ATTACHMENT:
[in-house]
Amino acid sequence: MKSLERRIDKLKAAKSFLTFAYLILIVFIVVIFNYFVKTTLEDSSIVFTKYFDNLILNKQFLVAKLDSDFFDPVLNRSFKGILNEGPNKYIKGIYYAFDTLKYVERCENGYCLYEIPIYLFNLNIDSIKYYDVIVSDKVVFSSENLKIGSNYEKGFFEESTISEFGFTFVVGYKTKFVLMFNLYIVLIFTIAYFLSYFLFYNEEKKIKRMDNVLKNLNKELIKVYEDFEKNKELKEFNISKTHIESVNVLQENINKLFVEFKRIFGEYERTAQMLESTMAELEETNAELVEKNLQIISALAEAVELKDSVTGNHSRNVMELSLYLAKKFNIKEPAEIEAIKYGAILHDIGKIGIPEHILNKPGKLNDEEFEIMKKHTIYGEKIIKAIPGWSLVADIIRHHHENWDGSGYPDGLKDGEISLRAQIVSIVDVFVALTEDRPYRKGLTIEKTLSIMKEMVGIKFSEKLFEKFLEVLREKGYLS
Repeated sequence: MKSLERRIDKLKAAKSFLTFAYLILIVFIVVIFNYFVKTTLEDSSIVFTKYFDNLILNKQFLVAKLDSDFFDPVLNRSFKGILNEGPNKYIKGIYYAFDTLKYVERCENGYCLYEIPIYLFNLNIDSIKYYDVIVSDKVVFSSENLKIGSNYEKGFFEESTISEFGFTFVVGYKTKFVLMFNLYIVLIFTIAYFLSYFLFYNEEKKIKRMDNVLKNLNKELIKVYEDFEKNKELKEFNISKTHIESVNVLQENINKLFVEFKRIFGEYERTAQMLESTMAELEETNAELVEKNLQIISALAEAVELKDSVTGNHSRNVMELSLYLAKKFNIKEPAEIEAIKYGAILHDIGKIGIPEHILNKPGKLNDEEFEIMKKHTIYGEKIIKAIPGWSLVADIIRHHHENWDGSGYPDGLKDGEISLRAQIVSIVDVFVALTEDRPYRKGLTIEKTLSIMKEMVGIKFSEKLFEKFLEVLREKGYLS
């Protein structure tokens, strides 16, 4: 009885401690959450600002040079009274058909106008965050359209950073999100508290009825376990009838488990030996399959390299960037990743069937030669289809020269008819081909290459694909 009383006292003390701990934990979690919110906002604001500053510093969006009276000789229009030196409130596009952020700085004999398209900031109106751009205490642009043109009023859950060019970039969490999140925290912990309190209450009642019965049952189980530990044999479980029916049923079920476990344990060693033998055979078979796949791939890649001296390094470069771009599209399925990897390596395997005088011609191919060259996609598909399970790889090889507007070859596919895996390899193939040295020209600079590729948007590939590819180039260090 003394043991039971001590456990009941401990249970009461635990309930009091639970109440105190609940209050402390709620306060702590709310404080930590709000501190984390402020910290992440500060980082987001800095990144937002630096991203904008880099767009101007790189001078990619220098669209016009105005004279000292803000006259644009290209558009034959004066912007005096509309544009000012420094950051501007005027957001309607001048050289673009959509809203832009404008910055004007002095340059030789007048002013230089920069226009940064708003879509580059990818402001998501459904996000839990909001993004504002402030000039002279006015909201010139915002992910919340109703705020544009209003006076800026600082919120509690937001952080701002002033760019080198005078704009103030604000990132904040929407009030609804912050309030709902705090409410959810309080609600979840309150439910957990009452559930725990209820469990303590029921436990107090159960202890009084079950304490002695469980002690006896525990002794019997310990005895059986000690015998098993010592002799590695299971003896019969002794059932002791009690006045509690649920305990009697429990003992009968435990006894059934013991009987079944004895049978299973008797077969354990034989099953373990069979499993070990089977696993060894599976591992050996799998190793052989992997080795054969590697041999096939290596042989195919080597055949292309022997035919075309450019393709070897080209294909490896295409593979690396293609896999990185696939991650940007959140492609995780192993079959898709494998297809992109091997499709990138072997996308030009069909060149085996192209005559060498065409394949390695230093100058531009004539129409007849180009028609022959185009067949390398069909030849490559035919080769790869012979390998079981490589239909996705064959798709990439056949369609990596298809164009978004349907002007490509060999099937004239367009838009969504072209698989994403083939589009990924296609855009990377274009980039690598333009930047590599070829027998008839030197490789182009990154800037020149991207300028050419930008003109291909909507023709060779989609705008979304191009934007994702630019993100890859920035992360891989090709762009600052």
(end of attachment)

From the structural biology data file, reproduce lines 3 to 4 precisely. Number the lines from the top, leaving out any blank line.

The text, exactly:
Repeated sequence: MKSLERRIDKLKAAKSFLTFAYLILIVFIVVIFNYFVKTTLEDSSIVFTKYFDNLILNKQFLVAKLDSDFFDPVLNRSFKGILNEGPNKYIKGIYYAFDTLKYVERCENGYCLYEIPIYLFNLNIDSIKYYDVIVSDKVVFSSENLKIGSNYEKGFFEESTISEFGFTFVVGYKTKFVLMFNLYIVLIFTIAYFLSYFLFYNEEKKIKRMDNVLKNLNKELIKVYEDFEKNKELKEFNISKTHIESVNVLQENINKLFVEFKRIFGEYERTAQMLESTMAELEETNAELVEKNLQIISALAEAVELKDSVTGNHSRNVMELSLYLAKKFNIKEPAEIEAIKYGAILHDIGKIGIPEHILNKPGKLNDEEFEIMKKHTIYGEKIIKAIPGWSLVADIIRHHHENWDGSGYPDGLKDGEISLRAQIVSIVDVFVALTEDRPYRKGLTIEKTLSIMKEMVGIKFSEKLFEKFLEVLREKGYLS
């Protein structure tokens, strides 16, 4: 009885401690959450600002040079009274058909106008965050359209950073999100508290009825376990009838488990030996399959390299960037990743069937030669289809020269008819081909290459694909 009383006292003390701990934990979690919110906002604001500053510093969006009276000789229009030196409130596009952020700085004999398209900031109106751009205490642009043109009023859950060019970039969490999140925290912990309190209450009642019965049952189980530990044999479980029916049923079920476990344990060693033998055979078979796949791939890649001296390094470069771009599209399925990897390596395997005088011609191919060259996609598909399970790889090889507007070859596919895996390899193939040295020209600079590729948007590939590819180039260090 003394043991039971001590456990009941401990249970009461635990309930009091639970109440105190609940209050402390709620306060702590709310404080930590709000501190984390402020910290992440500060980082987001800095990144937002630096991203904008880099767009101007790189001078990619220098669209016009105005004279000292803000006259644009290209558009034959004066912007005096509309544009000012420094950051501007005027957001309607001048050289673009959509809203832009404008910055004007002095340059030789007048002013230089920069226009940064708003879509580059990818402001998501459904996000839990909001993004504002402030000039002279006015909201010139915002992910919340109703705020544009209003006076800026600082919120509690937001952080701002002033760019080198005078704009103030604000990132904040929407009030609804912050309030709902705090409410959810309080609600979840309150439910957990009452559930725990209820469990303590029921436990107090159960202890009084079950304490002695469980002690006896525990002794019997310990005895059986000690015998098993010592002799590695299971003896019969002794059932002791009690006045509690649920305990009697429990003992009968435990006894059934013991009987079944004895049978299973008797077969354990034989099953373990069979499993070990089977696993060894599976591992050996799998190793052989992997080795054969590697041999096939290596042989195919080597055949292309022997035919075309450019393709070897080209294909490896295409593979690396293609896999990185696939991650940007959140492609995780192993079959898709494998297809992109091997499709990138072997996308030009069909060149085996192209005559060498065409394949390695230093100058531009004539129409007849180009028609022959185009067949390398069909030849490559035919080769790869012979390998079981490589239909996705064959798709990439056949369609990596298809164009978004349907002007490509060999099937004239367009838009969504072209698989994403083939589009990924296609855009990377274009980039690598333009930047590599070829027998008839030197490789182009990154800037020149991207300028050419930008003109291909909507023709060779989609705008979304191009934007994702630019993100890859920035992360891989090709762009600052």